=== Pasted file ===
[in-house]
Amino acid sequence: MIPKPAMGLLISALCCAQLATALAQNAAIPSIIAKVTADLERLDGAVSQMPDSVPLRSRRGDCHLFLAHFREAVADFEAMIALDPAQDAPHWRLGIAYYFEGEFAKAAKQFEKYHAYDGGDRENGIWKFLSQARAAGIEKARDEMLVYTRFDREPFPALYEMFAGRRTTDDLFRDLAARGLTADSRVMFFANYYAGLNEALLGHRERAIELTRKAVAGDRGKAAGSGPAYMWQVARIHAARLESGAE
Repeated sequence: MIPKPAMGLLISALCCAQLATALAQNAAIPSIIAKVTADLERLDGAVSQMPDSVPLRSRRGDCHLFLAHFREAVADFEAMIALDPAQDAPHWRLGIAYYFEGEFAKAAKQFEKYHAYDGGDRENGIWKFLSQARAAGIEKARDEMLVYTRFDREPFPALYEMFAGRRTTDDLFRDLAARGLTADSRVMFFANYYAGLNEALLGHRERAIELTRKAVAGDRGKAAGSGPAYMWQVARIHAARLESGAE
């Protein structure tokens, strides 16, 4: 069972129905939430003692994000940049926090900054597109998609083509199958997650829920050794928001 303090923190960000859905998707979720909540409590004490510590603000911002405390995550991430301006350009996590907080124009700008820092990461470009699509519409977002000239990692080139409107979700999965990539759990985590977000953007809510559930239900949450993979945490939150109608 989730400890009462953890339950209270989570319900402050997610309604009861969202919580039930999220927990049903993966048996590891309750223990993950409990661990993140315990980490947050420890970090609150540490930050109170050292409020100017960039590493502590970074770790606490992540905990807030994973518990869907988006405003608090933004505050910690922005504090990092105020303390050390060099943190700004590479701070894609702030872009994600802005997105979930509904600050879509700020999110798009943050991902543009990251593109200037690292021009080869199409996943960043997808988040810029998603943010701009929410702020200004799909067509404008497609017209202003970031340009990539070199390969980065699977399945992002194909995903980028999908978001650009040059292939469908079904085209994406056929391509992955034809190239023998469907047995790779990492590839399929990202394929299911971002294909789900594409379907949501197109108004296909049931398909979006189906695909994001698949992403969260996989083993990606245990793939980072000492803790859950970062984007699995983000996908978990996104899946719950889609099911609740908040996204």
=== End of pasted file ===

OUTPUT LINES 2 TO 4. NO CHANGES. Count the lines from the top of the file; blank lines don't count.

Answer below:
Amino acid sequence: MIPKPAMGLLISALCCAQLATALAQNAAIPSIIAKVTADLERLDGAVSQMPDSVPLRSRRGDCHLFLAHFREAVADFEAMIALDPAQDAPHWRLGIAYYFEGEFAKAAKQFEKYHAYDGGDRENGIWKFLSQARAAGIEKARDEMLVYTRFDREPFPALYEMFAGRRTTDDLFRDLAARGLTADSRVMFFANYYAGLNEALLGHRERAIELTRKAVAGDRGKAAGSGPAYMWQVARIHAARLESGAE
Repeated sequence: MIPKPAMGLLISALCCAQLATALAQNAAIPSIIAKVTADLERLDGAVSQMPDSVPLRSRRGDCHLFLAHFREAVADFEAMIALDPAQDAPHWRLGIAYYFEGEFAKAAKQFEKYHAYDGGDRENGIWKFLSQARAAGIEKARDEMLVYTRFDREPFPALYEMFAGRRTTDDLFRDLAARGLTADSRVMFFANYYAGLNEALLGHRERAIELTRKAVAGDRGKAAGSGPAYMWQVARIHAARLESGAE
């Protein structure tokens, strides 16, 4: 069972129905939430003692994000940049926090900054597109998609083509199958997650829920050794928001 303090923190960000859905998707979720909540409590004490510590603000911002405390995550991430301006350009996590907080124009700008820092990461470009699509519409977002000239990692080139409107979700999965990539759990985590977000953007809510559930239900949450993979945490939150109608 989730400890009462953890339950209270989570319900402050997610309604009861969202919580039930999220927990049903993966048996590891309750223990993950409990661990993140315990980490947050420890970090609150540490930050109170050292409020100017960039590493502590970074770790606490992540905990807030994973518990869907988006405003608090933004505050910690922005504090990092105020303390050390060099943190700004590479701070894609702030872009994600802005997105979930509904600050879509700020999110798009943050991902543009990251593109200037690292021009080869199409996943960043997808988040810029998603943010701009929410702020200004799909067509404008497609017209202003970031340009990539070199390969980065699977399945992002194909995903980028999908978001650009040059292939469908079904085209994406056929391509992955034809190239023998469907047995790779990492590839399929990202394929299911971002294909789900594409379907949501197109108004296909049931398909979006189906695909994001698949992403969260996989083993990606245990793939980072000492803790859950970062984007699995983000996908978990996104899946719950889609099911609740908040996204």